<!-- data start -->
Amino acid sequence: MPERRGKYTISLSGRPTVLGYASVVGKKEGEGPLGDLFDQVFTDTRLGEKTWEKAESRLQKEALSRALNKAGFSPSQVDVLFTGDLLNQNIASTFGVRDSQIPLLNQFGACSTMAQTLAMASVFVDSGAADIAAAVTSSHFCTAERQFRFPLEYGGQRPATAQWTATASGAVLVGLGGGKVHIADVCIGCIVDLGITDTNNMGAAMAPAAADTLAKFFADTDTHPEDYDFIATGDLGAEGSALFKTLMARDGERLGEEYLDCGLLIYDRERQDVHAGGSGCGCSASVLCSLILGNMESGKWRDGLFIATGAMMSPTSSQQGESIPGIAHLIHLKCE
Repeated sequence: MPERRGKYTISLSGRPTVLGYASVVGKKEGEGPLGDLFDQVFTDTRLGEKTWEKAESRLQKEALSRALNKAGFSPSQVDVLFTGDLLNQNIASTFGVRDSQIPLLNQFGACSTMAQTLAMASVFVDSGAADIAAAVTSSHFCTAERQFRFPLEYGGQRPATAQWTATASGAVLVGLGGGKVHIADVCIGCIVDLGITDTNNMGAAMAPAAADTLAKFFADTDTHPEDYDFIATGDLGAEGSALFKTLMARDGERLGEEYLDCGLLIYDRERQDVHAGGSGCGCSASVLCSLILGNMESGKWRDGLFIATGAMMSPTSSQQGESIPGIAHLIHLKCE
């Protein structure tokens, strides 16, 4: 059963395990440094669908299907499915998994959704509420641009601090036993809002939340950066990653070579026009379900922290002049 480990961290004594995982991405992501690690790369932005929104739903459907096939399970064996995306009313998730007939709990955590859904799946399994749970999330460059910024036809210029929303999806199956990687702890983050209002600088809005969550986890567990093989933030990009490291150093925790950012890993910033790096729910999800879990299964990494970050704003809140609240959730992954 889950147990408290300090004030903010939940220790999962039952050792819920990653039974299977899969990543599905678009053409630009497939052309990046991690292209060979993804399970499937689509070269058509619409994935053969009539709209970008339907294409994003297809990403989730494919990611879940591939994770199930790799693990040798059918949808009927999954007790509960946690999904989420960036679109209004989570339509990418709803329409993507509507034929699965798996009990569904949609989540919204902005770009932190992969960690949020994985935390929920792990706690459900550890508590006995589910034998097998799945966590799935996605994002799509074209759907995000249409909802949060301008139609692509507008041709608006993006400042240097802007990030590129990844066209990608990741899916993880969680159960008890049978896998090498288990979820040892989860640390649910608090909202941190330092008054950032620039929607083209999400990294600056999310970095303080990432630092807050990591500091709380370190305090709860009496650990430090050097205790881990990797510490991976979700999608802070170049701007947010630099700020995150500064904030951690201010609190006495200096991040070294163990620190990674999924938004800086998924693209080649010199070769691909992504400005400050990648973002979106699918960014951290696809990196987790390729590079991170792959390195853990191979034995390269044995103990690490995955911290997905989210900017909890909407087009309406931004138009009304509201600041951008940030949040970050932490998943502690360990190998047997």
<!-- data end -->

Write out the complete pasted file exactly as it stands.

Amino acid sequence: MPERRGKYTISLSGRPTVLGYASVVGKKEGEGPLGDLFDQVFTDTRLGEKTWEKAESRLQKEALSRALNKAGFSPSQVDVLFTGDLLNQNIASTFGVRDSQIPLLNQFGACSTMAQTLAMASVFVDSGAADIAAAVTSSHFCTAERQFRFPLEYGGQRPATAQWTATASGAVLVGLGGGKVHIADVCIGCIVDLGITDTNNMGAAMAPAAADTLAKFFADTDTHPEDYDFIATGDLGAEGSALFKTLMARDGERLGEEYLDCGLLIYDRERQDVHAGGSGCGCSASVLCSLILGNMESGKWRDGLFIATGAMMSPTSSQQGESIPGIAHLIHLKCE
Repeated sequence: MPERRGKYTISLSGRPTVLGYASVVGKKEGEGPLGDLFDQVFTDTRLGEKTWEKAESRLQKEALSRALNKAGFSPSQVDVLFTGDLLNQNIASTFGVRDSQIPLLNQFGACSTMAQTLAMASVFVDSGAADIAAAVTSSHFCTAERQFRFPLEYGGQRPATAQWTATASGAVLVGLGGGKVHIADVCIGCIVDLGITDTNNMGAAMAPAAADTLAKFFADTDTHPEDYDFIATGDLGAEGSALFKTLMARDGERLGEEYLDCGLLIYDRERQDVHAGGSGCGCSASVLCSLILGNMESGKWRDGLFIATGAMMSPTSSQQGESIPGIAHLIHLKCE
């Protein structure tokens, strides 16, 4: 059963395990440094669908299907499915998994959704509420641009601090036993809002939340950066990653070579026009379900922290002049 480990961290004594995982991405992501690690790369932005929104739903459907096939399970064996995306009313998730007939709990955590859904799946399994749970999330460059910024036809210029929303999806199956990687702890983050209002600088809005969550986890567990093989933030990009490291150093925790950012890993910033790096729910999800879990299964990494970050704003809140609240959730992954 889950147990408290300090004030903010939940220790999962039952050792819920990653039974299977899969990543599905678009053409630009497939052309990046991690292209060979993804399970499937689509070269058509619409994935053969009539709209970008339907294409994003297809990403989730494919990611879940591939994770199930790799693990040798059918949808009927999954007790509960946690999904989420960036679109209004989570339509990418709803329409993507509507034929699965798996009990569904949609989540919204902005770009932190992969960690949020994985935390929920792990706690459900550890508590006995589910034998097998799945966590799935996605994002799509074209759907995000249409909802949060301008139609692509507008041709608006993006400042240097802007990030590129990844066209990608990741899916993880969680159960008890049978896998090498288990979820040892989860640390649910608090909202941190330092008054950032620039929607083209999400990294600056999310970095303080990432630092807050990591500091709380370190305090709860009496650990430090050097205790881990990797510490991976979700999608802070170049701007947010630099700020995150500064904030951690201010609190006495200096991040070294163990620190990674999924938004800086998924693209080649010199070769691909992504400005400050990648973002979106699918960014951290696809990196987790390729590079991170792959390195853990191979034995390269044995103990690490995955911290997905989210900017909890909407087009309406931004138009009304509201600041951008940030949040970050932490998943502690360990190998047997």